Write Your Goals Down
Before I clap myself on the back of being such a good student, I would never have started my habits without using some kind of productivity type app to keep me on the straight and narrow. I recommend using TaskLabels, because you can set up recurring daily, weekly or monthly tasks and set reminders, which is perfect for making new habits. You might still prefer paper to write down your goals, or want to be more creative and have a goal board on Pinterest!
Balancing Your Expectations with Reality
Although I believe that a goal should be somewhat out of your comfort zone (otherwise it’s just something you could have done before), I also think that it should be something realistic. I’m not talking about your dreams and aspirations, but that your daily or weekly learning goals should be based on practical expectations such as time. If you have a full-time job, 3 kids and a dog/cat/hamster, then setting the goal of learning 500 words in 1 month, is probably unrealistic. Not impossible, I’m sure, but pretty darn difficult. Consider your work schedule and available free time, including commuting or that sneaky hour you spend watching your favourite TV show (unless it’s 爱上超模 -iSupermodel of course)…
Start with 1 Goal
Another reason why many of us fail at our New Year’s Resolutions and goals is that we set too many. It’s not realistic to change every part of your life, or in this case, become a Chinese learning ninja (although that would be great, right?). By starting with 1 goal, and starting 1 good habit, this will pave the way to set more small goals and habits further down the line.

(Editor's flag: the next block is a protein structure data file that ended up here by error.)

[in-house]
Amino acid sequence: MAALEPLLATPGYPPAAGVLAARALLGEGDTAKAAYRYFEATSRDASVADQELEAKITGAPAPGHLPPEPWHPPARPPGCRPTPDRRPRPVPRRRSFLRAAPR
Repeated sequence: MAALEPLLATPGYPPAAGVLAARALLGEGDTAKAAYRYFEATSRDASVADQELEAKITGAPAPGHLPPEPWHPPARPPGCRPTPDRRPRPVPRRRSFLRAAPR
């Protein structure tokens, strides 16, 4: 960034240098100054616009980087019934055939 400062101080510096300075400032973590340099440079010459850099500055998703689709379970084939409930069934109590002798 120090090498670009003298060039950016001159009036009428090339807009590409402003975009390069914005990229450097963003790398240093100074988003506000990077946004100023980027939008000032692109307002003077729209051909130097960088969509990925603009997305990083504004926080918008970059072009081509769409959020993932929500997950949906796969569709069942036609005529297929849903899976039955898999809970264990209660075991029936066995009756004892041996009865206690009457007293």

Have a Mini-Goal Every Month
If you read the article from the beginning of my post, you might have noticed that it differs from person to person on how long it takes to start or break a habit. However, starting a new mini – goal each month will help build new habits throughout the year instead of trying to accomplish too many things at once.
Your Chinese learning goals could be as simple as learning X amount of Chinese words in a month with your end goal as ‘Take HSK3’.
Returning to the habit building idea, adding a new ‘habit’ each month will also prevent feeling overwhelmed with your resolutions. Here are some ideas for your monthly habits.
January: Study Chinese Flashcards 15 minutes, 5 days a week
February: Learn a character every day (meaning, pronunciation, how to write etc)
March: Find an online tutor and have a class once a week
April: Listen to one Chinese learning podcast every day
May: Watch 1 Chinese movie a week
You could track your goals in a notebook or Bullet Journal! Check out some other ways to study Chinese using a notebook in our article ‘8 Creative Ways To Use Your Bullet Journal For Language Learning’.
Measure Your Chinese Learning Goals
Probably one of the most difficult things about setting goals is knowing how well you’re doing. If your resolution is to lose weight, you can use an app to measure your calorie intake, how much exercise you do and ultimately how much weight you lose.
There are a few different ways you can easily measure your Chinese learning progress:
- 1. If you’re studying towards an HSK exam, print off the vocabulary list, or keep them as a pdf and cross the words off that you have already learned.
- 2. Make yourself a spreadsheet, or document and manually record your progress.
- 3. Get a Chinese character poster and cross off the characters you know as you learn them.
- 4. Use the study function in a flashcard app.
- 5. Use an app like our favourite, TaskLabels, where you can see simple statistics on how many of your tasks you are completing.
What’s most important, however you measure the progress of your goal, is to be able to see how well you’re doing. This will keep you motivated and able to achieve your big goal.
Good Luck to all of you with your Chinese Learning this year! If you have any other suggestions on making your Chinese goals stick, please leave them in the comment section below.